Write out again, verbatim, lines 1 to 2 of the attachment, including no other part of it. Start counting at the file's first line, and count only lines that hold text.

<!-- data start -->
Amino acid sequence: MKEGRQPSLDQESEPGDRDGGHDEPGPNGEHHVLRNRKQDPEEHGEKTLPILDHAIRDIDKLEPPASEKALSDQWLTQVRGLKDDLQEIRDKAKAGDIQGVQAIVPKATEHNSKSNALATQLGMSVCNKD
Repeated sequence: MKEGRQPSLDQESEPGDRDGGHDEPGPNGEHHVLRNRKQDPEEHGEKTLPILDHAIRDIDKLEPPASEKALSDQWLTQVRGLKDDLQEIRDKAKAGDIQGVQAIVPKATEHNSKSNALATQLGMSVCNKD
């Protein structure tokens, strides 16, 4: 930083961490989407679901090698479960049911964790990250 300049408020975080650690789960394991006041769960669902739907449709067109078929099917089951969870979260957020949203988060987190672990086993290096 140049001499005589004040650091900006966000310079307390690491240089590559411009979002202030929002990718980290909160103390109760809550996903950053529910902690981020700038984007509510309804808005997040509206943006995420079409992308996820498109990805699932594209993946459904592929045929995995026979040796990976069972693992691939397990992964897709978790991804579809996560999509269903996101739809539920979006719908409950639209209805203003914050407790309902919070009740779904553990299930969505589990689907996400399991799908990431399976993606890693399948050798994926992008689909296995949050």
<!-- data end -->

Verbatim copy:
Amino acid sequence: MKEGRQPSLDQESEPGDRDGGHDEPGPNGEHHVLRNRKQDPEEHGEKTLPILDHAIRDIDKLEPPASEKALSDQWLTQVRGLKDDLQEIRDKAKAGDIQGVQAIVPKATEHNSKSNALATQLGMSVCNKD
Repeated sequence: MKEGRQPSLDQESEPGDRDGGHDEPGPNGEHHVLRNRKQDPEEHGEKTLPILDHAIRDIDKLEPPASEKALSDQWLTQVRGLKDDLQEIRDKAKAGDIQGVQAIVPKATEHNSKSNALATQLGMSVCNKD